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Amygdala and oxytocin functioning as keys to understanding and treating autism: Commentary on an RDoC based approach

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Preckel,  Katrin
Department Social Neuroscience, MPI for Human Cognitive and Brain Sciences, Max Planck Society;

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Kanske,  Philipp
Department Social Neuroscience, MPI for Human Cognitive and Brain Sciences, Max Planck Society;
Chair for Clinical Psychology and Behavioral Neuroscience, Faculty of Psychology, TU Dresden, Germany;

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Citation

Preckel, K., & Kanske, P. (2018). Amygdala and oxytocin functioning as keys to understanding and treating autism: Commentary on an RDoC based approach. Neuroscience and Biobehavioral Reviews, 94, 45-48. doi:10.1016/j.neubiorev.2018.08.012.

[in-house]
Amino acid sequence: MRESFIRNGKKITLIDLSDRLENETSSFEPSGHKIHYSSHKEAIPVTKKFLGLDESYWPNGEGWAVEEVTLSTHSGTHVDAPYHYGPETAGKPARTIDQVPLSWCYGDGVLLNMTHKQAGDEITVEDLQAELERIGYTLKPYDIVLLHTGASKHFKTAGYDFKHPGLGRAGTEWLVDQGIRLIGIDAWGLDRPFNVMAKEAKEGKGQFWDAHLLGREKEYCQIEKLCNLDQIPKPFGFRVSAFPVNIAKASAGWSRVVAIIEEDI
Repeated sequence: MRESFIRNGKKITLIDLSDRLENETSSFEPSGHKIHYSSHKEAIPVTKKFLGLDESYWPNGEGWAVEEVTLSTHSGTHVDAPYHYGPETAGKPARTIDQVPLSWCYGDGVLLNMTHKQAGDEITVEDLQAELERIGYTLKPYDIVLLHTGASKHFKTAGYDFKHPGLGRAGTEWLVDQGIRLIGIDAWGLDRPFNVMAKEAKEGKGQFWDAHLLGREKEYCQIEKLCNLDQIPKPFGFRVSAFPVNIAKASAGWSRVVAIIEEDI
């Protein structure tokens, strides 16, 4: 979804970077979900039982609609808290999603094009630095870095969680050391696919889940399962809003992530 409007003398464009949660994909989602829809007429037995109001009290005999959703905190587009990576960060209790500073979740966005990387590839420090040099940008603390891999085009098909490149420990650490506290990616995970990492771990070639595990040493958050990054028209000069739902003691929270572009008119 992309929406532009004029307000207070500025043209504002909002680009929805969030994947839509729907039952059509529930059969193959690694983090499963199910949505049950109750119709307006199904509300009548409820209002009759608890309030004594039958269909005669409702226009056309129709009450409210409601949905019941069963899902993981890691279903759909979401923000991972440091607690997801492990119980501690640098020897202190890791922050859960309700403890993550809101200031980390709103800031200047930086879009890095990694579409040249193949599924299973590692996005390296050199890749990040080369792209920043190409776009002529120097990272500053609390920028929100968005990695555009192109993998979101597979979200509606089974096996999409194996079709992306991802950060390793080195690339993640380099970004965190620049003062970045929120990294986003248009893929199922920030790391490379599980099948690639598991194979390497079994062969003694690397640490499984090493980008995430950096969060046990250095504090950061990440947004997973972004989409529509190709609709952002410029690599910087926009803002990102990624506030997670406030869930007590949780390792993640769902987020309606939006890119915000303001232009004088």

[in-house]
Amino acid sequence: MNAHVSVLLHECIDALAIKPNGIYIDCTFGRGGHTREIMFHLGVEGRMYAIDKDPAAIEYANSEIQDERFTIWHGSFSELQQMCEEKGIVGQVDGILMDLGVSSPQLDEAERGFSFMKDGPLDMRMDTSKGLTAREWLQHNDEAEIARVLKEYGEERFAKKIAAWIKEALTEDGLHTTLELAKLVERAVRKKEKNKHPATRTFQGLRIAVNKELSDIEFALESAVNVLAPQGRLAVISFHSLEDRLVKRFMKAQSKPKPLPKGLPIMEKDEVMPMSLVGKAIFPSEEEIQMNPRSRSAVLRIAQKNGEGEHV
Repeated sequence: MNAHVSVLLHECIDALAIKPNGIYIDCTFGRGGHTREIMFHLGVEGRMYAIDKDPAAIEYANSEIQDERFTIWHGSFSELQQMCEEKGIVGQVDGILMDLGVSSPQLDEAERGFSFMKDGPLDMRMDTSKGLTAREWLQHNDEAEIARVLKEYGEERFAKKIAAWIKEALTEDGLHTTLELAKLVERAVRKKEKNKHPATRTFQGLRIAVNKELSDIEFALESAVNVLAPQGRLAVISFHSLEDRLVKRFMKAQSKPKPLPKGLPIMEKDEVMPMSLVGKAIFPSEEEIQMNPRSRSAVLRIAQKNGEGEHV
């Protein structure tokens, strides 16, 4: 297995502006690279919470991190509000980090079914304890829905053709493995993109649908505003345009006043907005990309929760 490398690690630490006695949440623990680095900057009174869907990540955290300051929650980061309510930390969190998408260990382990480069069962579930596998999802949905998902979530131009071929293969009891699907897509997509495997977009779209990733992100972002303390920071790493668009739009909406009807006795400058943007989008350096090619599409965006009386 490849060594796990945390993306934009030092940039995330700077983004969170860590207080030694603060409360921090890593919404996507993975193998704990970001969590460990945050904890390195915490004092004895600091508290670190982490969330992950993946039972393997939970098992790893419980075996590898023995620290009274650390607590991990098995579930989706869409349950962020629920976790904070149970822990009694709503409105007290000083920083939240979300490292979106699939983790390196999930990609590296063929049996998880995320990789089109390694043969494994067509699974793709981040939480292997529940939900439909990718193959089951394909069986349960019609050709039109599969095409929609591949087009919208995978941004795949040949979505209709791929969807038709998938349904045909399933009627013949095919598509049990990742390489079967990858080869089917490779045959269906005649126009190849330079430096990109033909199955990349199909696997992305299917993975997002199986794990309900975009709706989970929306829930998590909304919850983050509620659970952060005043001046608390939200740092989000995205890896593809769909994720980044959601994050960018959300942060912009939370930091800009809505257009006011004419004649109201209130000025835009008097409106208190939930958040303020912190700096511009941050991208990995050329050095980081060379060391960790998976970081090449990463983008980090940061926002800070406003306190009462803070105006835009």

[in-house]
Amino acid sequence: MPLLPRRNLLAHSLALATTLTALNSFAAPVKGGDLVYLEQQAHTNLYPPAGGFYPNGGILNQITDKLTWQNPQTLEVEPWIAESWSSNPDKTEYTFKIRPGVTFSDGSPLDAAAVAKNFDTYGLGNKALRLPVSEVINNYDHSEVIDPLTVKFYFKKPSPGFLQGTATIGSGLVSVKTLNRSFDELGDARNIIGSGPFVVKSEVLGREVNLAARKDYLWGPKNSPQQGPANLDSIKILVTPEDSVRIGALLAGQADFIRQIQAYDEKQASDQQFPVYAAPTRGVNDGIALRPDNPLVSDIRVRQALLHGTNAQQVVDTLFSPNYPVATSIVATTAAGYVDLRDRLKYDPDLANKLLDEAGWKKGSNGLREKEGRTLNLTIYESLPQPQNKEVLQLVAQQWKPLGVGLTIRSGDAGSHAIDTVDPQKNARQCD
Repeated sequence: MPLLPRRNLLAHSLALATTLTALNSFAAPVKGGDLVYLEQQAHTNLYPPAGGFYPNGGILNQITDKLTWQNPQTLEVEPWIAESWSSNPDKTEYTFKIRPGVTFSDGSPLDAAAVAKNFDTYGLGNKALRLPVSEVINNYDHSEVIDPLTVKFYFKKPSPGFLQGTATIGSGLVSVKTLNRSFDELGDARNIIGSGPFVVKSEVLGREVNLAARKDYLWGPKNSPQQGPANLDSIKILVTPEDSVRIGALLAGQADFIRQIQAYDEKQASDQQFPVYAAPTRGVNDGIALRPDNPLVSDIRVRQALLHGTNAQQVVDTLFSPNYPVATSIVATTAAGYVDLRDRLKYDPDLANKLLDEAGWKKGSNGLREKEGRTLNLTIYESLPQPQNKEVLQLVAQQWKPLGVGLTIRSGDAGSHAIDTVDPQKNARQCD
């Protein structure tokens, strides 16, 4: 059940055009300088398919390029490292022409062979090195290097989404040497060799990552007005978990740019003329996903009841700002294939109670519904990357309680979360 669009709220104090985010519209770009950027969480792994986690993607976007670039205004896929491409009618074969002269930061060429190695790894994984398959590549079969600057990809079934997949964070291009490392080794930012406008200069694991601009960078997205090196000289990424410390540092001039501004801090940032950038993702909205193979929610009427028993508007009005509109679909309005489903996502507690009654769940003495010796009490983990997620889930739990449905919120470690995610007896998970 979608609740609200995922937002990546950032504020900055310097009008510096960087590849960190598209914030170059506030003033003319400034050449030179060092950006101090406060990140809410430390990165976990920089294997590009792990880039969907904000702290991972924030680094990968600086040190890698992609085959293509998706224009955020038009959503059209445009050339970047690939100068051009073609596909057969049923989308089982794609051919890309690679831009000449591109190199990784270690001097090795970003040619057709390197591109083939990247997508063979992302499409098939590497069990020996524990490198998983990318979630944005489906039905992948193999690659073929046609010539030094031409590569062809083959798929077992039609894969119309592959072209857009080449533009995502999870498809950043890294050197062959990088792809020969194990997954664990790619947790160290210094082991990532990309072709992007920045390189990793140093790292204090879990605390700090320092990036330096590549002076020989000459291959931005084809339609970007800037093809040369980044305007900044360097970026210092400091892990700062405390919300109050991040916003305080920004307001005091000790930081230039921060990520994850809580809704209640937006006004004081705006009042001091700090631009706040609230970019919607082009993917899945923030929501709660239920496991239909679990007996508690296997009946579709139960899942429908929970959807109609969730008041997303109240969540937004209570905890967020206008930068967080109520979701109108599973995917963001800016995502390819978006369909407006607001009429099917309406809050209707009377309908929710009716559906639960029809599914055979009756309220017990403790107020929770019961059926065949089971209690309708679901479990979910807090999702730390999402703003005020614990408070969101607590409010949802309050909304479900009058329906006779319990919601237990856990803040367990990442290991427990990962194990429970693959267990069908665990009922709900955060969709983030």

Cite as: http://hdl.handle.net/21.11116/0000-0002-0065-C
Abstract
The recent review by Hennessey, Andari and Rainnie (2018) utilizes the proposed Research Domain Criteria (RDoC) to classify amygdala functions and relate them to autism symptomatology. This approach has the potential to challenge the overarching autism diagnosis by furthering our knowledge of the mechanisms giving rise to autism psychopathology and generate novel treatment options. The purpose of this commentary is to provide additional information on a number of points raised in the review. Thus, (1) we discuss the issue of amygdala and brain overgrowth in children with autism and relate it to developmental oxytocin changes, (2) examine potential mechanisms that underlie amygdala overgrowth and dysfunction of the oxytocin system, (3) zoom in on the sexually dimorphic characteristics of the amygdala and potential parallels with the oxytocin system and (4) discuss how the interplay of oxytocin and vasopressin may explain the partially inconsistent findings of their effects on amygdala functioning.